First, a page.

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British deaf culture and history
- Dorothy Hardy
- COG-MHEAR Research Programme Manager
Dr Robert Adam, joined us recently during a visit to the National Robotarium, to give a talk in British Sign Language (BSL) about British deaf culture and history.
The use of sign language goes back a long way in the UK. During the Middle Ages, Benedictine monks used signs with which to communicate, so that they could maintain their vow of silence, and were among the first to educate deaf children. The first record of someone using a sign language interpreter in court is in 1725, and the first deaf school in the UK was established in Edinburgh in 1760. But it was not until the 1950s that Sign Language started to be seen by teachers and scholars as languages with vocabulary and grammar.
In 2015 the British Sign Language (Scotland) Act 2015 aimed to ‘raise awareness’ and ‘improve access’ to British Sign Language (BSL) giving the language more status and recognition, and this was followed by the British Sign Language (BSL) 2022 Act that was passed in Westminster. There are approximately 50 000 to 70 000 people in the UK using British Sign Language (BSL), with 9 million deaf and hard of hearing people in UK.
He explained that there is a vibrant and varied deaf culture, This minority language and cultural group has over the years been oppressed because of the lower status of sign languages. Having said that, being deaf is multifaceted, like other aspects of a person’s identity. Everyone has a different experience.
Deaf role models for young deaf people are vital. He had these, having himself had deaf parents who used sign language. Robert’s parents knew they would have to work harder to get him access to education because in his time expectations for deaf children were not high, and sign language was not seen as an appropriate language of instruction. He recounted stories about growing up such as watching films without captions, and making sense of the story with school friends, and later watching ‘Jaws’ for the first time with captions. His dad also recounts playing football with a body-worn hearing aid as a hideously noisy experience each time the ball hit the hearing aid strapped to his chest. Deaf schools are considered a repository of culture, so are deaf families and other contacts such as clubs.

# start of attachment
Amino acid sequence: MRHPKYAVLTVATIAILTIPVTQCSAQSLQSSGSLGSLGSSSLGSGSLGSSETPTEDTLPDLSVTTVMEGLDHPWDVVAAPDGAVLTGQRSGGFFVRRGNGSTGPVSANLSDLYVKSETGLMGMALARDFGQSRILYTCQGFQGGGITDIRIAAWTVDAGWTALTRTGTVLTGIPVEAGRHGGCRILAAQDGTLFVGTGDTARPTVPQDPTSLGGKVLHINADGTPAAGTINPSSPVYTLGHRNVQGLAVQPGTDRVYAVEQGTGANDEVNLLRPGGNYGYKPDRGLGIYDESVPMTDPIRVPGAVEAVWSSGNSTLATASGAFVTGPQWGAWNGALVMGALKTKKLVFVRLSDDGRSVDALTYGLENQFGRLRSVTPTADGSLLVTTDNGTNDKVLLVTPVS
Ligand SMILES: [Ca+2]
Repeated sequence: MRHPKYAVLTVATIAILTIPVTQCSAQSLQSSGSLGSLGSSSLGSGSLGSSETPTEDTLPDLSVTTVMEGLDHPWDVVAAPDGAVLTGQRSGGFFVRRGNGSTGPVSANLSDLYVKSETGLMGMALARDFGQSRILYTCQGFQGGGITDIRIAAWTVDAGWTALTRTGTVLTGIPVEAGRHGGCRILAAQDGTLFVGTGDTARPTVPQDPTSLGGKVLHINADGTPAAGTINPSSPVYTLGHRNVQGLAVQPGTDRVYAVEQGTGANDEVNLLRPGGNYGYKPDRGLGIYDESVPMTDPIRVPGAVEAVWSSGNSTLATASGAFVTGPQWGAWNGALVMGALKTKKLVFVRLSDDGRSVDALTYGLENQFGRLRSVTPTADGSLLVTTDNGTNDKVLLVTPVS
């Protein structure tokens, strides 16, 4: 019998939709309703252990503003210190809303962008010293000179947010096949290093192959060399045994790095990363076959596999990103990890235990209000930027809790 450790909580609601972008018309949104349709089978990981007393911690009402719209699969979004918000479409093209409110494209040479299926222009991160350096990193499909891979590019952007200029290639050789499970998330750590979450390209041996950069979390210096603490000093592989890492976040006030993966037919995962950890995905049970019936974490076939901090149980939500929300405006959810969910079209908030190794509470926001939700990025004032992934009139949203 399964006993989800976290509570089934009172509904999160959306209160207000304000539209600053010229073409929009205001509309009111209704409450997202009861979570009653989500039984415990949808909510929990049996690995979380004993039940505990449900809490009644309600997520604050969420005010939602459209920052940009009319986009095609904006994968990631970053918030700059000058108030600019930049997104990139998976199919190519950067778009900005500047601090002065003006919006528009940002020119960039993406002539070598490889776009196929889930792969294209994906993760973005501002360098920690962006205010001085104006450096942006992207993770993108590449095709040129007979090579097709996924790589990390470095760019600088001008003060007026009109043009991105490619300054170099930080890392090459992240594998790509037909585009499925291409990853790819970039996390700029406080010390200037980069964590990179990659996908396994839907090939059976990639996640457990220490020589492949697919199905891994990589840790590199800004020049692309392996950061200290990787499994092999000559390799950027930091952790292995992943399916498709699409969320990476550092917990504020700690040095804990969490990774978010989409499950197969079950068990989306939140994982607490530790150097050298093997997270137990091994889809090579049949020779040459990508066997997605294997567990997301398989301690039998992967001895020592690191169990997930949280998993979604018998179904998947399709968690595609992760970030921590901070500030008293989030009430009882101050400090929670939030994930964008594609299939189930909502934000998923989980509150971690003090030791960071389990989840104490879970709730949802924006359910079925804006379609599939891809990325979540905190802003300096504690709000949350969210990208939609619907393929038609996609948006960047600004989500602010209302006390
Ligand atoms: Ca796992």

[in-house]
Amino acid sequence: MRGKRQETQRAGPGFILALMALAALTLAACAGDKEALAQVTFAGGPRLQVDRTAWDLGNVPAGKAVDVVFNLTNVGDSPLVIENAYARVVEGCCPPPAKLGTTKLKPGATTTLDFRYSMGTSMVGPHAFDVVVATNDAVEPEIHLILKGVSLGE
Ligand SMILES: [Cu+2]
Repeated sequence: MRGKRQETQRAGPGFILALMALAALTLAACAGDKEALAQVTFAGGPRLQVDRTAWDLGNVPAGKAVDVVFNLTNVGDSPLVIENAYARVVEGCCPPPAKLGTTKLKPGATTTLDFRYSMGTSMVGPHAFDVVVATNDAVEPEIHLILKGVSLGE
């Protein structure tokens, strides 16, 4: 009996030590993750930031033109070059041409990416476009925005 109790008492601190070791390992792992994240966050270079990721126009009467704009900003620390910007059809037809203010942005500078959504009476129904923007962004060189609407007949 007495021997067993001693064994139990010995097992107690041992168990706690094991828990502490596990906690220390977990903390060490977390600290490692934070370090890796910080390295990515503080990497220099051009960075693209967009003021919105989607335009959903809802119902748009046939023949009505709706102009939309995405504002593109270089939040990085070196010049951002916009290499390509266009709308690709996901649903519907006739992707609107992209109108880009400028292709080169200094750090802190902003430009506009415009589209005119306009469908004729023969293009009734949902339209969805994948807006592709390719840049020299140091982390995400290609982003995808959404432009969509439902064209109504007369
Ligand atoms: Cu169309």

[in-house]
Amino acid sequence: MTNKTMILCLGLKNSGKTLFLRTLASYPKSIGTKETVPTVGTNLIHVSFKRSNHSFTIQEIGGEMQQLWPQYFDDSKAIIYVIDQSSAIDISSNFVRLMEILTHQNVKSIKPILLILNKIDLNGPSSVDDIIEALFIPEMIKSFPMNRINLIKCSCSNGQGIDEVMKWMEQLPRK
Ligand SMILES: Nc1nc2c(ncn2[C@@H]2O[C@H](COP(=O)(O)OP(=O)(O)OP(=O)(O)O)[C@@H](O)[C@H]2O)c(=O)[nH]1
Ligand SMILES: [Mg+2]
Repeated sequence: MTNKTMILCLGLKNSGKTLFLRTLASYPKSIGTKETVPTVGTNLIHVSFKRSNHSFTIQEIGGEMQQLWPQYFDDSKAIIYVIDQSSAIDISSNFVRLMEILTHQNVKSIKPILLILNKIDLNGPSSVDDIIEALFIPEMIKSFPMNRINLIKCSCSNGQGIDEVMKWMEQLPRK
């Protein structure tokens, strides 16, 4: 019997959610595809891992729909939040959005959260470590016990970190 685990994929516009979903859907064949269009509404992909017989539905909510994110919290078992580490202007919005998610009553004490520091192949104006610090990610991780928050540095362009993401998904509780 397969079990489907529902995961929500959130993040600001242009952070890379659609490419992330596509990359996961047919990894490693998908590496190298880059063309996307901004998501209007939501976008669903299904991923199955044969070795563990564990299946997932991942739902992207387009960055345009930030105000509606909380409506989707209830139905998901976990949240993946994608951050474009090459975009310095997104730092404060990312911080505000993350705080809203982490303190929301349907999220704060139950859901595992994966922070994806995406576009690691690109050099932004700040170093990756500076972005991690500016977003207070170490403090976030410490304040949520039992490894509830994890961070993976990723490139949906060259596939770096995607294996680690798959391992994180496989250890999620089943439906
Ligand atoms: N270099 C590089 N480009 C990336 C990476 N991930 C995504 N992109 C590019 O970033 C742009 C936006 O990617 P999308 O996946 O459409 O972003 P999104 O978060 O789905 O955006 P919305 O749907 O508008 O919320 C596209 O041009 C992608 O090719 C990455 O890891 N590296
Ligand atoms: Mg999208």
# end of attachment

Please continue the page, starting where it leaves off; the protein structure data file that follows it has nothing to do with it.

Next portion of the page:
We discussed hearing technology. Robert pointed out that it is important to find out how deaf people use hearing aids, before designing new ones. His impression is that many deaf people use hearing aids as support or augmentation, for example to be able to hear environmental sounds.
And what about the possibility of machines that can read sign language? How would a conversation work? Would the machines respond with set, signed phrases? Existing technologies are already helping the deaf community. Texting and email have been game changers in improving the ability to communicate. Many apps can now be used through a phone, but Alexa does not work with sign language. The game Fortnite does now include signing avatars.
There’s a need to ask about the priorities for what is required. A starting point is to improve the corpuses of signed data, to give a pool of knowledge from which development and machine learning can be carried out. Recording of natural, signed conversational data, with all its personal and regional variations will be key to this. The aim is now to include deaf people in development of inclusive technology and to make the deaf experience central to this.
Here are some resources for further information: